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Police warn as more flag violence erupts in Northern Ireland

Loyalist violence over the flying of the union flag will be firmly dealt with for as long as necessary, Northern Ireland's police chief has declared.

Matt Baggott's warning came just hours before fresh disturbances erupted in Belfast last night, with police coming under attack for a fourth night in a row.

A mob hurled steel barriers, bricks, fireworks and bottles at officers patrolling Castlereagh Street in the east of the city.

A protest in the area earlier in the day had dispersed, before factions broke away and launched an onslaught on police lines.

Disorder was also reported on Mountpottinger Road and Beersbridge Road, where a car was set ablaze. But PSNI chief constable Mr Baggott has signalled his rank-and-file were fully prepared to deal with the ongoing street disturbances.

"I want to commend the tireless courage of my officers at this very difficult time," he said.

"Fifty two colleagues have now been injured while protecting the community during a series of violent incidents.

"You may be assured there will be sufficient resources in the event of more disorder for however long is necessary."

Mr Baggott said the PSNI will do "everything possible" to maintain law and order and deal firmly with the ugly scenes that have marred Northern Ireland over recent days.

He added: "As you have seen in the last few days we will continue to apprehend and put people before the courts."

So far, 70 people have been arrested in connection with the sporadic rioting over the flying of the union flag on Belfast's City Hall.

Through special sittings of the city's magistrates court, 47 people have already being charged.

On Saturday, frontline officers reported coming under gunfire. A 38-year-old man was arrested on suspicion of attempted murder.

More than 1,000 demonstrators had earlier marched on City Hall, but despite tense scenes and some scuffles the rally passed off without major incident.

As the flag-waving crowds broke up, violence again flared on the Newtownards Road and surrounding areas in the traditionally unionist east of the city.

Around 100 loyalists hurled petrol bombs, fireworks, smoke canisters, bricks and other masonry at officers, the PSNI said. Laser pens were also directed at officers' faces.

Police responded with water cannon and fired three plastic bullets. One officer was injured.

Politicians and church leaders held talks at Rev Mervyn Gibson's Westbourne Presbyterian Church to try and forge a resolution.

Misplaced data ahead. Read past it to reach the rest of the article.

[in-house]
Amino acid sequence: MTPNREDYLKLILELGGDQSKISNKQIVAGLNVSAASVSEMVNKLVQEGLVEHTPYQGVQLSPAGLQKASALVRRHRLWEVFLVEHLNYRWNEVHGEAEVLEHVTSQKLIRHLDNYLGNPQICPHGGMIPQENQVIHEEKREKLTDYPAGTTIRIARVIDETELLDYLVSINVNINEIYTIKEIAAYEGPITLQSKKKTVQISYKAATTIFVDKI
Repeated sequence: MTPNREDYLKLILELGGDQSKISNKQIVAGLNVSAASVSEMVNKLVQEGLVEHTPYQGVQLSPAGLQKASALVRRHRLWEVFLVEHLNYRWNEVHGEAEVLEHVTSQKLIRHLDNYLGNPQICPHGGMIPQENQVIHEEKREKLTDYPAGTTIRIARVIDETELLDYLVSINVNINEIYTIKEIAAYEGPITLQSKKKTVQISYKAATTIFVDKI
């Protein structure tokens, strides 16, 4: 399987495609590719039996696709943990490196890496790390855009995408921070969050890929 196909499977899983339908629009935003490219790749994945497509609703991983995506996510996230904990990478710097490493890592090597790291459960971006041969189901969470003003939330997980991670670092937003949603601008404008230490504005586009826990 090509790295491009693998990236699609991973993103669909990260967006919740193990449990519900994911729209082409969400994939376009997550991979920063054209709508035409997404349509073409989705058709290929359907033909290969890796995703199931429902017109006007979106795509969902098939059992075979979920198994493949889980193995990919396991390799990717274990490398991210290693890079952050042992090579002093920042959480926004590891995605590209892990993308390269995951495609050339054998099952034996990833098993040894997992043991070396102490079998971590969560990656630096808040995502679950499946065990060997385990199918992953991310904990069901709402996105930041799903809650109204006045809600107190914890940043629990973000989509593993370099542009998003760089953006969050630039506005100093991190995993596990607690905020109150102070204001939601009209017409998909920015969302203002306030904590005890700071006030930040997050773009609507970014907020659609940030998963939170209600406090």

Rev Gibson said unionist leaders are seeking meetings with police chiefs over allegations of brutality by some PSNI officers.

"People saw batons being used against some who weren't involved in the rioting," he said.

"There's a genuine feeling that there was a change in tactics, that the gloves were off.

"In these instances, not everybody is a rioter."

Rev Gibson said some community leaders believed there was brutality by some members of the PSNI.

Some described it as an overreaction, while others said they would await the outcome of any evidence, he added.

The meeting was attended by two unionist MLAs, the DUP's Robin Newton, the UUP's Michael Copeland, UUP leader Mike Nesbitt and other unionist councillors for the East Belfast.

It's understood figures close to loyalist paramilitaries also turned up.

Mr Newton said a lack of engagement from protest organisers was making it difficult to see an end to the unrest.

"We have to find a way out of this, but how we do it I don't know," he said.

The British National Party and other far right groups had also been addressing recent rallies, the East Belfast MLA said.

"I think we need a bit of calm and reflection," he added. "We need to get wise heads together."

Mr Copeland said there was no apparent leadership to the demonstrations. "There doesn't seem to any one person, or group of persons, that we can go to," he said.

Naomi Long, Alliance Party MP for East Belfast, who received a death threat over her party's role in the flags controversy, said she has not been invited to the talks.

Terry Spence, chairman of the Police Federation for Northern Ireland, said gunfire against police officers was a worrying development.

"What it quite clearly demonstrates is the fact that paramilitaries have hijacked this flags protest issue and they have turned now their guns on the police," he said.

An attack on the home of an SDLP South Belfast councillor was linked the disturbances, the nationalist party said.

Shots from a high-powered ball bearing gun were fired at Claire Hanna's front windows and door seven times.

Cllr Hanna, her husband and baby daughter, were not at home at the time.

SDLP leader and South Belfast MP, Alasdair McDonnell, said unionist leaders and protest organisers needed to take full responsibility for the attack.

Loyalist violence on Friday night saw 18 people arrested and nine police officers injured. More than 30 petrol bombs, along with fireworks, ball bearings and masonry were hurled at officers.

Up to 300 people were involved in the disturbances.

On Thursday 10 police officers were injured during a demonstration.

Street protests have been going on for more than a month now against the decision to reduce the number of days the Union Flag is flown from Belfast City Hall.

The PSNI said it would be seeking further arrests in the coming days in relation to the disorder and have appealed for witnesses.

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